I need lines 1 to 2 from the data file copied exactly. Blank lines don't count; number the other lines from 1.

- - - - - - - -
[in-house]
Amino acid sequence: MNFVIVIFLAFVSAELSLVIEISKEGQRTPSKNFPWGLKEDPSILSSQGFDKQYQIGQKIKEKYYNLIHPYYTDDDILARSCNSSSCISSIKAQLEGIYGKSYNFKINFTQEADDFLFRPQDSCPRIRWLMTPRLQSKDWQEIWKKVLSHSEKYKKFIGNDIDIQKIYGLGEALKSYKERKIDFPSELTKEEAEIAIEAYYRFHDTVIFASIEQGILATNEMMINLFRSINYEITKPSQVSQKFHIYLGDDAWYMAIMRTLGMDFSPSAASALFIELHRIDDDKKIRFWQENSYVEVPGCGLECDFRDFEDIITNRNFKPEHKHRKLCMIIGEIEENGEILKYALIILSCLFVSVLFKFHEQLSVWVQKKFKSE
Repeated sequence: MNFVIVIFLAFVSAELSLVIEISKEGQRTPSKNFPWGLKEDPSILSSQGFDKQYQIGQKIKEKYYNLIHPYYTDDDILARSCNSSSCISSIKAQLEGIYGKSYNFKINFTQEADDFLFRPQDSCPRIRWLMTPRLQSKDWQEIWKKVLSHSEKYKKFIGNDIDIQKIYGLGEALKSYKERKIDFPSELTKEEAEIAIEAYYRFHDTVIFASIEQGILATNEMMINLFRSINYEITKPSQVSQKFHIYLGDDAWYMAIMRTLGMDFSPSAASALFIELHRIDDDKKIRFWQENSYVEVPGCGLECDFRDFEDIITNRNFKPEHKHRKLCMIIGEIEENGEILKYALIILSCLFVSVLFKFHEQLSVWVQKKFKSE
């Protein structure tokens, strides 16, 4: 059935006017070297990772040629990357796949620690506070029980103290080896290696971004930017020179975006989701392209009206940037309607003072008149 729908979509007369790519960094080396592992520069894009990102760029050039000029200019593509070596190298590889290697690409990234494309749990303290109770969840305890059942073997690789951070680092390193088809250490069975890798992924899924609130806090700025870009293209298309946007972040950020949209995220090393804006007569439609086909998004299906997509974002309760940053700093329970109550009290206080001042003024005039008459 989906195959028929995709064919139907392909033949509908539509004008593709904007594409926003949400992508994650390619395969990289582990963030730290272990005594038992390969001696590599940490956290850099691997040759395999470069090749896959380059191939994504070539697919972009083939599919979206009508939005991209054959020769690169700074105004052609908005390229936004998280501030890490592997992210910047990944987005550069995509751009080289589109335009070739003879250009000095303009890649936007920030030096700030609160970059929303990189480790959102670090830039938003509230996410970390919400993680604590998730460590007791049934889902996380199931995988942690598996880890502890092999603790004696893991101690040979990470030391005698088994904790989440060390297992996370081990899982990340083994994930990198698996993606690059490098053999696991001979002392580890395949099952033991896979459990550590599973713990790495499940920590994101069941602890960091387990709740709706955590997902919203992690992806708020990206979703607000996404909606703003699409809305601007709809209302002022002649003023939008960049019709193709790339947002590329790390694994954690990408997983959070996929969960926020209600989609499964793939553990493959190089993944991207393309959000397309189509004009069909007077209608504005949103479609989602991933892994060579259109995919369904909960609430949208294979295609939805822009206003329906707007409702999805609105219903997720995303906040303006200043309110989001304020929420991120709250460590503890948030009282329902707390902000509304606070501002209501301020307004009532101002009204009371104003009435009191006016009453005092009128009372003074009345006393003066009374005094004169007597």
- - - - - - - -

[in-house]
Amino acid sequence: MNFVIVIFLAFVSAELSLVIEISKEGQRTPSKNFPWGLKEDPSILSSQGFDKQYQIGQKIKEKYYNLIHPYYTDDDILARSCNSSSCISSIKAQLEGIYGKSYNFKINFTQEADDFLFRPQDSCPRIRWLMTPRLQSKDWQEIWKKVLSHSEKYKKFIGNDIDIQKIYGLGEALKSYKERKIDFPSELTKEEAEIAIEAYYRFHDTVIFASIEQGILATNEMMINLFRSINYEITKPSQVSQKFHIYLGDDAWYMAIMRTLGMDFSPSAASALFIELHRIDDDKKIRFWQENSYVEVPGCGLECDFRDFEDIITNRNFKPEHKHRKLCMIIGEIEENGEILKYALIILSCLFVSVLFKFHEQLSVWVQKKFKSE